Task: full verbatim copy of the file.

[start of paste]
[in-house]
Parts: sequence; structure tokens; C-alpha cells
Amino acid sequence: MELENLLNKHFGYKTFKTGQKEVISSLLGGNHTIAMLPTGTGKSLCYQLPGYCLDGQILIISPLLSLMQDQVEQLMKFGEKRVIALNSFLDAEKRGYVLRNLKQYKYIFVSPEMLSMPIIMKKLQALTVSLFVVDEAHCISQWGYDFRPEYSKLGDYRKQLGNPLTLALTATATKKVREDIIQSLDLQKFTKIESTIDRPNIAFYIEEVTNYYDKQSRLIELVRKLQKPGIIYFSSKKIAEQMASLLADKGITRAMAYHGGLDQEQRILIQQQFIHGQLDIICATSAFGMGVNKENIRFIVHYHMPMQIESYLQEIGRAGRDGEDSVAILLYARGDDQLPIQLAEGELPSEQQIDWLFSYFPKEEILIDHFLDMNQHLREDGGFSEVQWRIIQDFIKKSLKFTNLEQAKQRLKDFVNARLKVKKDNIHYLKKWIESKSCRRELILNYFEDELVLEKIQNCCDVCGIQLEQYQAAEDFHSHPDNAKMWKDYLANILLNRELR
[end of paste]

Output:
[in-house]
Parts: sequence; structure tokens; C-alpha cells
Amino acid sequence: MELENLLNKHFGYKTFKTGQKEVISSLLGGNHTIAMLPTGTGKSLCYQLPGYCLDGQILIISPLLSLMQDQVEQLMKFGEKRVIALNSFLDAEKRGYVLRNLKQYKYIFVSPEMLSMPIIMKKLQALTVSLFVVDEAHCISQWGYDFRPEYSKLGDYRKQLGNPLTLALTATATKKVREDIIQSLDLQKFTKIESTIDRPNIAFYIEEVTNYYDKQSRLIELVRKLQKPGIIYFSSKKIAEQMASLLADKGITRAMAYHGGLDQEQRILIQQQFIHGQLDIICATSAFGMGVNKENIRFIVHYHMPMQIESYLQEIGRAGRDGEDSVAILLYARGDDQLPIQLAEGELPSEQQIDWLFSYFPKEEILIDHFLDMNQHLREDGGFSEVQWRIIQDFIKKSLKFTNLEQAKQRLKDFVNARLKVKKDNIHYLKKWIESKSCRRELILNYFEDELVLEKIQNCCDVCGIQLEQYQAAEDFHSHPDNAKMWKDYLANILLNRELR